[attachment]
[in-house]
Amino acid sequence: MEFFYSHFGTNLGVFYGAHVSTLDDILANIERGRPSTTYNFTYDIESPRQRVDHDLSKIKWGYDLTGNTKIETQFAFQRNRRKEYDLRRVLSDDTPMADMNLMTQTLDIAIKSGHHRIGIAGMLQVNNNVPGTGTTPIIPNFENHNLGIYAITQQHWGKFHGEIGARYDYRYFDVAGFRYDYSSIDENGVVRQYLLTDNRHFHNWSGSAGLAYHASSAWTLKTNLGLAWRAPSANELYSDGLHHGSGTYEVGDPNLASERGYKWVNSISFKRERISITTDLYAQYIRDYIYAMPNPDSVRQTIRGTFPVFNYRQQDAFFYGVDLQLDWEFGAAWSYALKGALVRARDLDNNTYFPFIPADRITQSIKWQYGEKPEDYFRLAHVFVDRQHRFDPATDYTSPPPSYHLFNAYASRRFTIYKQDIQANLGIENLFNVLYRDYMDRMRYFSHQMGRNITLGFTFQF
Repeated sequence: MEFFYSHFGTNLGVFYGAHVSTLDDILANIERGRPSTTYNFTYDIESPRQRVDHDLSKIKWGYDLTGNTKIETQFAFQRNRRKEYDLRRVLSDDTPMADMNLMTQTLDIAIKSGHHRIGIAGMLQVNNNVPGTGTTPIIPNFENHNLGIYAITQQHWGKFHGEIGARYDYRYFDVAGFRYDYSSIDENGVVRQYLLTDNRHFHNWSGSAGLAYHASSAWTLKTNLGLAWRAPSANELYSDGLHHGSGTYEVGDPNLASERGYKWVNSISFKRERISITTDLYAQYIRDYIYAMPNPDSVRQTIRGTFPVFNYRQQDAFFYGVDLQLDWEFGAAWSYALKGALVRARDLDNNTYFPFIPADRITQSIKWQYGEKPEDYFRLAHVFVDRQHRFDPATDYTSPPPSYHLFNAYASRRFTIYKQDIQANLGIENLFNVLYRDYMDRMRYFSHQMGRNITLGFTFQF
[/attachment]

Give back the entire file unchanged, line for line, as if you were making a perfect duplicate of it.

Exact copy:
[in-house]
Amino acid sequence: MEFFYSHFGTNLGVFYGAHVSTLDDILANIERGRPSTTYNFTYDIESPRQRVDHDLSKIKWGYDLTGNTKIETQFAFQRNRRKEYDLRRVLSDDTPMADMNLMTQTLDIAIKSGHHRIGIAGMLQVNNNVPGTGTTPIIPNFENHNLGIYAITQQHWGKFHGEIGARYDYRYFDVAGFRYDYSSIDENGVVRQYLLTDNRHFHNWSGSAGLAYHASSAWTLKTNLGLAWRAPSANELYSDGLHHGSGTYEVGDPNLASERGYKWVNSISFKRERISITTDLYAQYIRDYIYAMPNPDSVRQTIRGTFPVFNYRQQDAFFYGVDLQLDWEFGAAWSYALKGALVRARDLDNNTYFPFIPADRITQSIKWQYGEKPEDYFRLAHVFVDRQHRFDPATDYTSPPPSYHLFNAYASRRFTIYKQDIQANLGIENLFNVLYRDYMDRMRYFSHQMGRNITLGFTFQF
Repeated sequence: MEFFYSHFGTNLGVFYGAHVSTLDDILANIERGRPSTTYNFTYDIESPRQRVDHDLSKIKWGYDLTGNTKIETQFAFQRNRRKEYDLRRVLSDDTPMADMNLMTQTLDIAIKSGHHRIGIAGMLQVNNNVPGTGTTPIIPNFENHNLGIYAITQQHWGKFHGEIGARYDYRYFDVAGFRYDYSSIDENGVVRQYLLTDNRHFHNWSGSAGLAYHASSAWTLKTNLGLAWRAPSANELYSDGLHHGSGTYEVGDPNLASERGYKWVNSISFKRERISITTDLYAQYIRDYIYAMPNPDSVRQTIRGTFPVFNYRQQDAFFYGVDLQLDWEFGAAWSYALKGALVRARDLDNNTYFPFIPADRITQSIKWQYGEKPEDYFRLAHVFVDRQHRFDPATDYTSPPPSYHLFNAYASRRFTIYKQDIQANLGIENLFNVLYRDYMDRMRYFSHQMGRNITLGFTFQF